This month’s recommended resources include a mixture of piano music, text books and courses. Hopefully I’ve featured something of interest for all levels and abilities. Enjoy!
Beginners and Elementary
Floating Snowflakes, I Like Bananas, & Martians Come to Town
Three new pieces written by American composer and teacher Dr. Julie Knerr are published by Piano Safari. Piano Safari is an increasingly popular method for beginners and these little pieces reinforce the method book teaching. They are essentially duets for pupil and teacher, providing excellent practice for students as well as the much-needed confidence playing with a teacher bestows. The primo parts are written on one stave, and they are all jolly, tuneful, upbeat pieces that pupils will enjoy. You can hear and purchase them as either a print or digital copy here.
Famous & Fun Deluxe Collections
Piano teachers are always searching for ways to keep students engaged and interested. The Famous & Fun Deluxe Collections arranged by American composer and teacher Carol Matz and published by Alfred Music Publishing, helps teachers do just that, by providing arrangements of pieces which students love and are motivated to practice! Each book contains a mixture of well-loved selections drawn from the entire series. In the “Deluxe Collections,” you’ll find pieces from “Famous & Fun”: Pop, Classics, Favorites, Rock, Duets, and Pop Duets. The series ranges from Early Elementary to Intermediate. Learn more and purchase here (Amazon UK here).
Ballads Without Words
Last month’s recommendations included British composer Heather Hammond’s new piece, The Wheels of Time. Heather has now completed her collection of eight pieces for piano (published by EVC Publications). As the title suggest, these works are all lyrical, with attractive tunes and poignant melodies. They are ideal for pupils who want to play something different between exams and for those who like to explore essentially jazzy harmonies and syncopated rhythms. Around Grades 5-7 standard (Intermediate/late Intermediate).
Arietta and Nuit d’etoiles
American composer and teacher Rick Robertson, has written a whole library of works for the piano. Arietta and Nuit d’etoiles are late intermediate level pieces (for Grades 5-7), and are both melodically interesting and eminently playable. Nuit d’etoiles (Starry Night) reflects impressionistic colours with ‘Ravelian’ sweeps and a dreamily expressive melody. Arietta consists of bold thematic material, which is split between the hands, and accompanied by chords, building to a resounding climax; this is a passionate, beautiful piece.
The Lotus Preludes, which are a set of 24 short pieces, were composed by Ecuadorian-American composer Alexander J Leon. The works are short, effective and will certainly be of interest to pianists and teachers. Exploring a wide variety of emotions, they range from fairly straightforward to complex pieces. The composer says; ‘Each work in the set is a character piece, exploring a variety of feelings, moods, and motivic material. Each piece is short, trying to play with the sensation that the piece ends before the listener’s attention span is depleted. As a result, the listener is sort of “shocked” that the piece has ended, and consequentially desires to hear more. The work as a whole is hence like a sort of musical popcorn, in which the listener takes small bites and doesn’t want to stop eating.’
Piano by Ear
A very useful new volume, Piano By Ear is written by British teacher Lucinda Mackworth-Young and published by Faber Music. Learning to play by ear and improvise is often a colossal task for Classical pianists (particularly for students), and it still often remains a largely ignored topic in piano lessons. This may be partly due to lesson time constraints, but it’s also up to teachers to inspire and ignite interest. Lucinda carefully paves the way for success; starting with playing by ear, through to suggesting appropriate tunes, possible chords, chord structures, cadences, accompaniments, practice ideas, and various scale patterns and harmonic progressions. It’s the perfect book for those preparing for ABRSM Practical Musicianship exams (I wish I’d had this book when doing my Grade 8 Musicianship exam!). Going beyond exams, it could really help teachers wanting to diversify and those wishing to feel confident playing without the score, extemporising or even composing.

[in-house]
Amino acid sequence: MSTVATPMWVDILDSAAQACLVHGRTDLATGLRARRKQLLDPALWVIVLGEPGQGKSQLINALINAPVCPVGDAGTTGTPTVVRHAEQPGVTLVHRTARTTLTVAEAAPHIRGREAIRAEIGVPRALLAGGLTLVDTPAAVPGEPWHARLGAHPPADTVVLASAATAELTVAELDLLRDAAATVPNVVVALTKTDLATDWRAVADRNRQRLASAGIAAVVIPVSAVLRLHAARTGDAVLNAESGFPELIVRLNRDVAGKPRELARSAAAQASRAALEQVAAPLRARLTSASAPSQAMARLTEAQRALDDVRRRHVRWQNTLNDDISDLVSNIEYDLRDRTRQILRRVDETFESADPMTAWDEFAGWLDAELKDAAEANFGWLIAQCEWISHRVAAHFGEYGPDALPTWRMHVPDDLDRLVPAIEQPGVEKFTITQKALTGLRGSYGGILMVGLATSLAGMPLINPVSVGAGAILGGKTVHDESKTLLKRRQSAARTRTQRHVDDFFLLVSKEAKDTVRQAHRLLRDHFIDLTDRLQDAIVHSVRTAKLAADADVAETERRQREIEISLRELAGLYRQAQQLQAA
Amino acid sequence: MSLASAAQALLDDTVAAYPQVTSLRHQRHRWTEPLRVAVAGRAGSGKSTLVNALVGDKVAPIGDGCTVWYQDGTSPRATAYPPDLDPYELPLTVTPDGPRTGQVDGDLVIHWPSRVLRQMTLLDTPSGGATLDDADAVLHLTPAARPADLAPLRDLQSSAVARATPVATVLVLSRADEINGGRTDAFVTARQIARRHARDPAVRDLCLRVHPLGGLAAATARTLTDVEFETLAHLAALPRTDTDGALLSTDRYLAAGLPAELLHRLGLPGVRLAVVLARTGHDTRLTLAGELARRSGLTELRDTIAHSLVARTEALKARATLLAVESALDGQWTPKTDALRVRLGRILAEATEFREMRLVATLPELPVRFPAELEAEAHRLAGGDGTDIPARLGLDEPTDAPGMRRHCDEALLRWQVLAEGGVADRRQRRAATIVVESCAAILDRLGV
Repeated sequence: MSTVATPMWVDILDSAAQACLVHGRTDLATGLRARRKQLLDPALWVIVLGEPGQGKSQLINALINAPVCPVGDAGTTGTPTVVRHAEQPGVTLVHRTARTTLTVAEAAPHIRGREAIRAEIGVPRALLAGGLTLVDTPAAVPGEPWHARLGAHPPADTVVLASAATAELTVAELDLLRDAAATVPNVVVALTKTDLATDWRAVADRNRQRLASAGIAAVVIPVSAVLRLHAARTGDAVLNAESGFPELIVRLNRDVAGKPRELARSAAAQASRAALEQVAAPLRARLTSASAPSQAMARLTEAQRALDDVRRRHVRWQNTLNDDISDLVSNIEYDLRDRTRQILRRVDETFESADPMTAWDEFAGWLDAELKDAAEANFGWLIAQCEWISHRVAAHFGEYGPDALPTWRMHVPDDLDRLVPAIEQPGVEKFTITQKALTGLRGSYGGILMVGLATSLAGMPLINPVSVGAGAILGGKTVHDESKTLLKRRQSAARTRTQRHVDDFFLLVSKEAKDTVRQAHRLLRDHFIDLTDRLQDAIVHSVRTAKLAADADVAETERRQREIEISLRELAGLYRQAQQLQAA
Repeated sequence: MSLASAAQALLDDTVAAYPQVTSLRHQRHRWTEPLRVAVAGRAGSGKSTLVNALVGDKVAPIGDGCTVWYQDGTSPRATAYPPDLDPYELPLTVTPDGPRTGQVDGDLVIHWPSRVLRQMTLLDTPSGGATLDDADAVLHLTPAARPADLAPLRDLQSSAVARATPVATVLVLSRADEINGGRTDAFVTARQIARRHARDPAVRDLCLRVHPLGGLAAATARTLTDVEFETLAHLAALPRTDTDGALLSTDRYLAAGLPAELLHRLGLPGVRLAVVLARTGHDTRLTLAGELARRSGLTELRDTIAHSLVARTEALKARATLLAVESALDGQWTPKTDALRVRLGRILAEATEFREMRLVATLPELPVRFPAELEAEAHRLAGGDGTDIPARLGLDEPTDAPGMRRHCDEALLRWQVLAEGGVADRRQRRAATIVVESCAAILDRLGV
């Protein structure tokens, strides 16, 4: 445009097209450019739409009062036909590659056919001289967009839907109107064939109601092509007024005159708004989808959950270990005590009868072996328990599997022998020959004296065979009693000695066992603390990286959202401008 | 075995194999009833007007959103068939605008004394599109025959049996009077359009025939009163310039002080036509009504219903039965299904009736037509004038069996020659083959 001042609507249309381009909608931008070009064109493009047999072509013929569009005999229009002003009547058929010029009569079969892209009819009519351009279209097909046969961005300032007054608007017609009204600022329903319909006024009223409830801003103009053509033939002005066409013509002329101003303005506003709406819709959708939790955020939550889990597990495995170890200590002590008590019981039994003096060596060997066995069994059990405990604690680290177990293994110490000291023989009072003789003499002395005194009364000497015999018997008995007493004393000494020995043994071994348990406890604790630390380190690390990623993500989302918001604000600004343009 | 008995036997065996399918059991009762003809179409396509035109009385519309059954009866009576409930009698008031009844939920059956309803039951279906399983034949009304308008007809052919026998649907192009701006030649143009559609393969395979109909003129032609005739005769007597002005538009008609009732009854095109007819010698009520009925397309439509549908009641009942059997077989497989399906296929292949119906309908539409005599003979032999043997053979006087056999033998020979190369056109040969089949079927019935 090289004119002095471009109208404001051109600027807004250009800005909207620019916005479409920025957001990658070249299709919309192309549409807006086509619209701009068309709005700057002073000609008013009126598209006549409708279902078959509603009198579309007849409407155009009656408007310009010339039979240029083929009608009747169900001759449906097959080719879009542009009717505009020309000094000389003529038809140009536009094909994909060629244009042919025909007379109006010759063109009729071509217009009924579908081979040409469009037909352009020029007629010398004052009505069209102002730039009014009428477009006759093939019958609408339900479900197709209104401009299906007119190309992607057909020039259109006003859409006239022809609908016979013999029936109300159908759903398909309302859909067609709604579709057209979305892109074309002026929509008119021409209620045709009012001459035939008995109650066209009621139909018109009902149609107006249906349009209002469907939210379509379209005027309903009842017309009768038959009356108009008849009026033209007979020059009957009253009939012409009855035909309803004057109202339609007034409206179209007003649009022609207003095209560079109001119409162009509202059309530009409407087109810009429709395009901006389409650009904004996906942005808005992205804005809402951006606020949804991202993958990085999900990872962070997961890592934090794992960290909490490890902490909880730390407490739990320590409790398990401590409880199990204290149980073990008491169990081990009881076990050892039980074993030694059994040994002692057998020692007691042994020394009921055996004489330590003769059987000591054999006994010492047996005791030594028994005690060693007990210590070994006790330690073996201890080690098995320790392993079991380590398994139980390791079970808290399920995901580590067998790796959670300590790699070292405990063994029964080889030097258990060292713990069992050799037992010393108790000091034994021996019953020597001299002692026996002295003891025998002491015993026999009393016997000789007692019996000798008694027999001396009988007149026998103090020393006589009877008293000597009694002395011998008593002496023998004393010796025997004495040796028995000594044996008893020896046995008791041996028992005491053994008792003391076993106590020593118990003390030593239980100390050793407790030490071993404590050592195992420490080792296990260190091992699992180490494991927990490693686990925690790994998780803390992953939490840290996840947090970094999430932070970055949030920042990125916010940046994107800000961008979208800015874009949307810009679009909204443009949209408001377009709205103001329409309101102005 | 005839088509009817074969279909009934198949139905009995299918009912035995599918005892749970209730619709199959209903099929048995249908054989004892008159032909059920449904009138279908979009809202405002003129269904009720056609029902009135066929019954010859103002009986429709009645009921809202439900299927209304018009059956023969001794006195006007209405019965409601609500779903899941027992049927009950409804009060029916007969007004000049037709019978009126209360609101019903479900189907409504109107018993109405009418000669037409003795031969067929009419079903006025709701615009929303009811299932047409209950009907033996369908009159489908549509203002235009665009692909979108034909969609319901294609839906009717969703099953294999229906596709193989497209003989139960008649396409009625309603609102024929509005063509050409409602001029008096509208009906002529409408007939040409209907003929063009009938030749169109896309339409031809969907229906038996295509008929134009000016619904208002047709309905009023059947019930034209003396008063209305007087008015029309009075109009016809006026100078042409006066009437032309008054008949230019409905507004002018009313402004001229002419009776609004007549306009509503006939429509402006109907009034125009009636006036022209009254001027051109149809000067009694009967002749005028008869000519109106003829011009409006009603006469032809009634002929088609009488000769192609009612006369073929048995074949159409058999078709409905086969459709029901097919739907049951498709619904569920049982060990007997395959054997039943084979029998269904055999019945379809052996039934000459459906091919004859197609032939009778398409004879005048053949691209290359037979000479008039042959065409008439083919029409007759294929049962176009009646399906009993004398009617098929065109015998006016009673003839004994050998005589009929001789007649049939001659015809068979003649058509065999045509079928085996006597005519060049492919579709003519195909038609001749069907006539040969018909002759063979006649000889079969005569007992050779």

Jackdaws Courses 2015/6
I’ve written about Jackdaws Music Education Trust’s renowned courses before here on my monthly recommendations. This coming year (2015/6) features many piano expert teachers, each offering a weekend piano course with a plethora of workshop sessions. Set in Somerset (UK) in beautiful surroundings, you can study, meet liked-minded people and enjoy excellent home cooked food. I’m honoured to be amongst this year’s tutors and my course takes place from 23rd – 25th October 2015. It includes eight workshop sessions and all meals. However, you can also choose to study with a whole array of fabulous teachers including Graham Fitch, Philip Fowke, Margaret Fingerhut, Julian Jacobson, Timothy Barratt, Mark Tanner, and Elena Riu.
For much more information about how to practice piano repertoire, take a look at my piano course, Play it again: PIANO (published by Schott Music). Covering a huge array of styles and genres, the course features a large collection of progressive, graded piano repertoire from approximately Grade 1 to advanced diploma level, with copious practice tips for every piece. A convenient and beneficial course for students of any age, with or without a teacher, and it can also be used alongside piano examination syllabuses too.
You can find out more about my other piano publications and compositions here.